Bears are active in Grand Teton
Black and grizzly bears are roaming throughout the park--near roads, trails and in backcountry areas. Hikers and backcountry users are advised to travel in groups of three or more, make noise and carry bear spray. Visitors must stay 100 yards from bears. More »
First Annual 'Plein Air for the Park' Event Finishes with a Flourish
Contact: Public Affairs Office, 307.739.3393
Grand Teton National Park served as the inspiration and setting for a 'Plein Air for the Park' fine art exhibition co-hosted by the Grand Teton Association (GTA) and Rocky Mountain Plein Air Painters (RMPAP). Forty-four professional artists spent two weeks (July 1-14) painting on-location to capture the spectacular landscape, wildflowers and wildlife of the park. The event also highlighted the GTA's 75th anniversary as an educational, non-profit partner for Grand Teton National Park.
The 'Plein Air for the Park' fête culminated with a quick draw on Thursday afternoon, July 12, and a special gala reception and award ceremony on Friday evening, July 13. Approximately 140 pieces of artwork created during the two week event were placed on display and for sale. Grand Teton National Park Superintendent Mary Gibson Scott, GTA Board Member Kathryn Mapes Turner, and RMPAP President Stephen C. Datz welcomed a standing-room-only crowd to the gala reception, and kicked off a weekend of art sales that totaled about $50,000, of which 40% will be donated to park through the GTA to support art and educational programs.
"This talented group of artists fascinated park visitors who watched them create artwork out in nature," said Superintendent Scott. "The 'Plein Air in the Park' reminds us of the legacy of the Teton landscape as inspiration for artistic expression. We hope this year's event generates a new tradition."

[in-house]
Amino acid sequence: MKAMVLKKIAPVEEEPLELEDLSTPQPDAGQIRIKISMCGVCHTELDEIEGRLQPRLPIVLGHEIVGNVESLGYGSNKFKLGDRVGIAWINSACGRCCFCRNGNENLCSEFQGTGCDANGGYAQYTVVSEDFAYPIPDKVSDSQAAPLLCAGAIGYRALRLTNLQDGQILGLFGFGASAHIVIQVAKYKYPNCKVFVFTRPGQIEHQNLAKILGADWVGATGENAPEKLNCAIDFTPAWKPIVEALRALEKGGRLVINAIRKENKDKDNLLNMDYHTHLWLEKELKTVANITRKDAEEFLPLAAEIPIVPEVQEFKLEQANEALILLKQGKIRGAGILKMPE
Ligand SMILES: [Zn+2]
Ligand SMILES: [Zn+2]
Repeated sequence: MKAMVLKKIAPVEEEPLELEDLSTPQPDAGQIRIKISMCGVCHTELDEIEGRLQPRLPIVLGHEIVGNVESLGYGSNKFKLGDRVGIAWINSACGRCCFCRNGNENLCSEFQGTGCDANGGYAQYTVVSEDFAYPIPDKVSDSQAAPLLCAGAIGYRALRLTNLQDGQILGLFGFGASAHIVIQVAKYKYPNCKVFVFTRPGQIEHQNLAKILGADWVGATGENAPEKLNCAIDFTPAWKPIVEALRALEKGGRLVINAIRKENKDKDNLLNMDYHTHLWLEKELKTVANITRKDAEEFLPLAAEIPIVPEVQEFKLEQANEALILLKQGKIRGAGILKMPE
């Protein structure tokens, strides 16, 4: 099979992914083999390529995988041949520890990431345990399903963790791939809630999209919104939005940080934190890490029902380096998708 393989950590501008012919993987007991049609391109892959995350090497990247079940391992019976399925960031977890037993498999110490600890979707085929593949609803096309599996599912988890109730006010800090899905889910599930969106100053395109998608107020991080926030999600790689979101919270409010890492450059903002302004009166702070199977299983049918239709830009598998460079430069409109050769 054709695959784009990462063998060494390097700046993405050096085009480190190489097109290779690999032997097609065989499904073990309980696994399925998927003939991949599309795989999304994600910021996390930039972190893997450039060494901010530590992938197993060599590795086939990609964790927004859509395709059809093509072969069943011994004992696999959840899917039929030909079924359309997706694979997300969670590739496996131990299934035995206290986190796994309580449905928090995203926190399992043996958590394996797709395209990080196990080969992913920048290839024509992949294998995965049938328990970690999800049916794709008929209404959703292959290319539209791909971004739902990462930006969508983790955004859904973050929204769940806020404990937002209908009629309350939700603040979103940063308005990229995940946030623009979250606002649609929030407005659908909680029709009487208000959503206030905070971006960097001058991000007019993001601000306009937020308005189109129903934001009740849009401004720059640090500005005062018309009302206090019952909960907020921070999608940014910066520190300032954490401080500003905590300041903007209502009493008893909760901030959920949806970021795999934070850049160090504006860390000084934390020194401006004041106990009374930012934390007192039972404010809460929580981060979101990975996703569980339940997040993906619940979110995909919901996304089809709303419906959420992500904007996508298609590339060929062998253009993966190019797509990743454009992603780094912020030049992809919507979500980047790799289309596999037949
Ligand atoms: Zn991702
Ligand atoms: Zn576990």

"It was an outstanding response for our inaugural event. Visitors and locals appreciated seeing so many artists scattered about the park, painting timeless scenes," said Jan Lynch, executive director of the GTA. "Some folks returned to purchase the very piece they watched an artist create. We were truly honored to partner with the Rocky Mountain Plein Air Painters for this special event that benefits our park."
Former National Park Service employee and renowned fine art painter, Greg McHuron, was honored during the gala reception for his commitment to the arts and his passion for painting in Grand Teton in all weather and throughout all seasons. McHuron, longtime member of Rocky Mountain Plein Air Painters, was unable to attend due to a health issue; however, his painting "Jackson Lake Mirror" was the first sale of the show and it sold for $10,500.
Several awards were given at the gala event. Those awards include:
GTA operates bookstores at visitor centers in support of the missions of Grand Teton National Park and the John D. Rockefeller, Jr. Memorial Parkway and other partners such as the National Elk Refuge and surrounding national forests. The GTA provides critical funding through the sale of educational and interpretive materials, and supports interpretive, educational, and research programs at Grand Teton and across the Greater Yellowstone Area. For more information, visit www.grandtetonpark.org.
The Rocky Mountain Plein Air Painters (RMPAP) is a group of professional artists who shares a love of painting from life. The RMPAP organization encourages and promotes plein air painting within the Rocky Mountain region as a unique form of artistic expression. The RMPAP works to bring artists and art appreciators together in a creative atmosphere with an emphasis on the fellowship of professional artists. Members are encouraged to share ideas, enthusiasm, and knowledge with one another and others. The group's membership has grown steadily through its 12 year history and now includes 50 professional artists from all over North America. Currently, membership is by invitation only. For more information, visit www.rmpap.org.
Did You Know?
Did you know that a large fault lies at the base of the Teton Range? Every few thousand years earthquakes up to a magnitude of 7.5 on the Richter Scale signal movement on the Teton fault, lifting the mountains skyward and hinging the valley floor downward.